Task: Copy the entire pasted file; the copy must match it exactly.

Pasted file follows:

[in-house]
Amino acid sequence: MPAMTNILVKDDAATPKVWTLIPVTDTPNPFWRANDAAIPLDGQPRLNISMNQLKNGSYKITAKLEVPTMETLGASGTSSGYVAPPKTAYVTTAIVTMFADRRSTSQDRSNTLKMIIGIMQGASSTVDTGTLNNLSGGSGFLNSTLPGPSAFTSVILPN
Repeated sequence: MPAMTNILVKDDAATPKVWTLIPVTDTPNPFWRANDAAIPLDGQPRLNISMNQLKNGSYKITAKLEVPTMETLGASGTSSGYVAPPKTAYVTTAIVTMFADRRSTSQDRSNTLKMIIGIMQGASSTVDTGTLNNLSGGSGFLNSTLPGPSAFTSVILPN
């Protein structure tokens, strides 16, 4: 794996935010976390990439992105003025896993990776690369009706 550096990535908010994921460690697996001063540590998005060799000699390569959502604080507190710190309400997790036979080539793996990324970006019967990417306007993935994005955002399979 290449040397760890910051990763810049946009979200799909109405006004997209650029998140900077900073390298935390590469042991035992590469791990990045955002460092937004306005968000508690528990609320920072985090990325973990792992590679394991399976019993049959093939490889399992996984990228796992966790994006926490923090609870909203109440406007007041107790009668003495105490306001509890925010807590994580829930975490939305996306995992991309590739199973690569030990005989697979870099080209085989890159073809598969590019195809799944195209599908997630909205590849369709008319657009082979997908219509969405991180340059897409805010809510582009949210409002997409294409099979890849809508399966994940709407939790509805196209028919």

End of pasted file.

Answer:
[in-house]
Amino acid sequence: MPAMTNILVKDDAATPKVWTLIPVTDTPNPFWRANDAAIPLDGQPRLNISMNQLKNGSYKITAKLEVPTMETLGASGTSSGYVAPPKTAYVTTAIVTMFADRRSTSQDRSNTLKMIIGIMQGASSTVDTGTLNNLSGGSGFLNSTLPGPSAFTSVILPN
Repeated sequence: MPAMTNILVKDDAATPKVWTLIPVTDTPNPFWRANDAAIPLDGQPRLNISMNQLKNGSYKITAKLEVPTMETLGASGTSSGYVAPPKTAYVTTAIVTMFADRRSTSQDRSNTLKMIIGIMQGASSTVDTGTLNNLSGGSGFLNSTLPGPSAFTSVILPN
């Protein structure tokens, strides 16, 4: 794996935010976390990439992105003025896993990776690369009706 550096990535908010994921460690697996001063540590998005060799000699390569959502604080507190710190309400997790036979080539793996990324970006019967990417306007993935994005955002399979 290449040397760890910051990763810049946009979200799909109405006004997209650029998140900077900073390298935390590469042991035992590469791990990045955002460092937004306005968000508690528990609320920072985090990325973990792992590679394991399976019993049959093939490889399992996984990228796992966790994006926490923090609870909203109440406007007041107790009668003495105490306001509890925010807590994580829930975490939305996306995992991309590739199973690569030990005989697979870099080209085989890159073809598969590019195809799944195209599908997630909205590849369709008319657009082979997908219509969405991180340059897409805010809510582009949210409002997409294409099979890849809508399966994940709407939790509805196209028919």